Skip to main content

How This Flower Was Saved From Space Station Mold

Zinnia in space saved from mold
This zinnia bloomed on the International Space Station after mold attacked some of its fellow flowers. (Image credit: Scott Kelly/NASA/Twitter)

As mold threatened zinnia flowers in the space station Veggie experiment, investigators decided to take a bold move: allow an astronaut to take care of the flowers without always calling for help from home first. The result? Flowers are now blooming in space, marking a successful result after several other plants died due to infection.

NEWS: Zinnia Flower Blooms on Space Station

"We're pleased with the Veggie team for coming out with the procedure, and Scott knocked it out in lickety-split," said Veggie project manager Trent Smith in an interview with Discovery News.

It signals NASA's careful moves towards preparing astronauts for long-term voyages far from home. And the astronaut who volunteered to help was a fitting symbol of this goal: Scott Kelly, who is spending nearly a year on the International Space Station to see how his body and mind reacts to a long period in space.

ANALYSIS: Space Fungus! Mold Attacks Space Station Plants

Kelly was exuberant in pictures tweeted from the International Space Station. "Yes, there are other life forms in space!" he wrote in one message. "First ever flower grown in space makes its debut," he said in another.

NASA astronaut Scott Kelly is one of two people spending a year in space between 2015-16. (Image credit: NASA)

NASA decided to change its Veggie-tending procedure in December, after mold was discovered growing on zinnia plants. High humidity is blamed for the situation. The Veggie team already knew of extra water on the plants, but was unable to relay the command to dry them through operations until mold already developed.

ANALYSIS: 'Smart' LED Farming Could Make Space Veg Viable

Kelly initially took instructions from the team, which included removing the dead plants, wiping down the area and turning up the fan to dry it out. But when Kelly offered to take control of tending the remaining plants himself, Smith's team jumped at the chance. Smith told Discovery News that having Kelly do the work would avoid the "delayed reaction" NASA experienced the first time around.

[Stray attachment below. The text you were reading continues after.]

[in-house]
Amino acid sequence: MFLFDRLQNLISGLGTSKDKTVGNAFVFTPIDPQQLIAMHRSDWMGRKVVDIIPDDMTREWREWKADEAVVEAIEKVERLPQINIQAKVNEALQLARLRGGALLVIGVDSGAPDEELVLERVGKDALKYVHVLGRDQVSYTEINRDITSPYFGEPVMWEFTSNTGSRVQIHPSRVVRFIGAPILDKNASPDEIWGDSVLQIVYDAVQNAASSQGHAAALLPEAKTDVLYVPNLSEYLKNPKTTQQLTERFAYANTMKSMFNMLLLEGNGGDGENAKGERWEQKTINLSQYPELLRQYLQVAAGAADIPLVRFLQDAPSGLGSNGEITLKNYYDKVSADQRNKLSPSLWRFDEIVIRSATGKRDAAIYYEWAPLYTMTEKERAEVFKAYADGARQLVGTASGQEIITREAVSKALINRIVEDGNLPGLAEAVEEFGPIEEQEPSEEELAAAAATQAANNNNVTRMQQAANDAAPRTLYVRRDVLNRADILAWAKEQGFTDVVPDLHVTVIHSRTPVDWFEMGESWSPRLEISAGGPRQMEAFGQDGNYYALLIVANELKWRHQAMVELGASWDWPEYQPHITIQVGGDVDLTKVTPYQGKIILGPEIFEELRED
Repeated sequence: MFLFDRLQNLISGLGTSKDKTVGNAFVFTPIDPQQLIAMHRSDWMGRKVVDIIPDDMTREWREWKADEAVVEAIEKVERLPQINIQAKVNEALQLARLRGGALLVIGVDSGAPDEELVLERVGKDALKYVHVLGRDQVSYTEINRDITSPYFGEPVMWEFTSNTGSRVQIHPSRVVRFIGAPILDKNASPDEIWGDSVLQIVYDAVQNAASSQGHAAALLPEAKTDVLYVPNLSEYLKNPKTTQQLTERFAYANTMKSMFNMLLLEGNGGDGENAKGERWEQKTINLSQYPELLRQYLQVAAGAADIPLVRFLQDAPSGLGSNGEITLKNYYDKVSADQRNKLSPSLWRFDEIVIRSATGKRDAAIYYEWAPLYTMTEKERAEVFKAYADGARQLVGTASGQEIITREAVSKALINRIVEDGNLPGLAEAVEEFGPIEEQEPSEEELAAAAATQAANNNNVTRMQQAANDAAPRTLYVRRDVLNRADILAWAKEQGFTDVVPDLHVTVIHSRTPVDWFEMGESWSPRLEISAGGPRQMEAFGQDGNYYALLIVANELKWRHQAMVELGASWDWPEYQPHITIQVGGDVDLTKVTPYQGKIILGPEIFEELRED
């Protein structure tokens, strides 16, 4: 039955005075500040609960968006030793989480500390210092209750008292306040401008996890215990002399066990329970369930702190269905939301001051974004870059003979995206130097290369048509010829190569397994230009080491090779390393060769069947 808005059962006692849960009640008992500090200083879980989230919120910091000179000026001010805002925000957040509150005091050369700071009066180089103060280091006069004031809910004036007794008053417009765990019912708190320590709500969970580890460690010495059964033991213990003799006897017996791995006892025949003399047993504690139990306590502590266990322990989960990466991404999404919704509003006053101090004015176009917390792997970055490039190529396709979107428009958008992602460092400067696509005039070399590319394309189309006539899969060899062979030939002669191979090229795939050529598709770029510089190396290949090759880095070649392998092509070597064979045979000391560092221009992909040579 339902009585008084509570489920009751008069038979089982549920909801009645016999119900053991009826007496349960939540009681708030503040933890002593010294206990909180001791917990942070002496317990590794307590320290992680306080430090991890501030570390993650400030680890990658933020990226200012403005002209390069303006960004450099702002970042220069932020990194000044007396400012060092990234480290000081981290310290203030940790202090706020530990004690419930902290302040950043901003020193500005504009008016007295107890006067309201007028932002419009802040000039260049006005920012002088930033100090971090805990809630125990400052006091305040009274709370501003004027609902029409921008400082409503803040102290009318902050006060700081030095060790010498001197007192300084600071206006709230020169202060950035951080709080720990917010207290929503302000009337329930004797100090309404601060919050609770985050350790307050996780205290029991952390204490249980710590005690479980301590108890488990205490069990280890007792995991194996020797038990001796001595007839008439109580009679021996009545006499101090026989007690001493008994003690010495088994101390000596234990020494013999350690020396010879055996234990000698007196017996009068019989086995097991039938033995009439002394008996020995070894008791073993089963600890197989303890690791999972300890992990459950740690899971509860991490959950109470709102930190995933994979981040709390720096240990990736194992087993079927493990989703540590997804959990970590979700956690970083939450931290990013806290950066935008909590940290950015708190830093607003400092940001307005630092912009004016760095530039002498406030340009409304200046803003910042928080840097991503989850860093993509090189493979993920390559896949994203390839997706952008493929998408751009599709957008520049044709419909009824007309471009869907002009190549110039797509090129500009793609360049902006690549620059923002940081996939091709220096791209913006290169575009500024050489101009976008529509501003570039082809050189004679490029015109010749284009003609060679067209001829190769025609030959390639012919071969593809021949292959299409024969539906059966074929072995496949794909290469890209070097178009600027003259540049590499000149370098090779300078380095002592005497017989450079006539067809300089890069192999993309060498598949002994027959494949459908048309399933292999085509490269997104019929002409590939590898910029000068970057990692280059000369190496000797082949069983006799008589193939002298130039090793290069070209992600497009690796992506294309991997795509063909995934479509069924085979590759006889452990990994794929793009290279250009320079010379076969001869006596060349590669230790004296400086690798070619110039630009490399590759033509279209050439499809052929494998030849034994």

The Veggie team gave Kelly a one-pager called The Zinnia Care Guide for the On-Orbit Gardener, according to NASA, making sure the information was streamlined enough for a busy astronaut. It proved to be more than enough. The flowers were well recovered by Jan. 12, and Kelly sent his triumphant tweets of blooms from space earlier this week.

PHOTOS: How a NASA Astronaut is Paving the Way to Mars

NASA is working on several ways to help astronauts become more autonomous, whether they rove out to an asteroid or Mars in the future. For example, the agency has experimented with time-delayed exploration at its Aquarius underseas habitat. One large role of the ISS will be to experiment with giving astronauts more and more responsibility for doing and overseeing their own tasks, without Mission Control always hovering nearby.

Join our Space Forums to keep talking space on the latest missions, night sky and more! And if you have a news tip, correction or comment, let us know at:

Elizabeth Howell
Elizabeth Howell is a contributing writer for who is one of the few Canadian journalists to report regularly on space exploration. She is pursuing a Ph.D. part-time in aerospace sciences (University of North Dakota) after completing an M.Sc. (space studies) at the same institution. She also holds a bachelor of journalism degree from Carleton University. Besides writing, Elizabeth teaches communications at the university and community college level. To see her latest projects, follow Elizabeth on Twitter at @HowellSpace.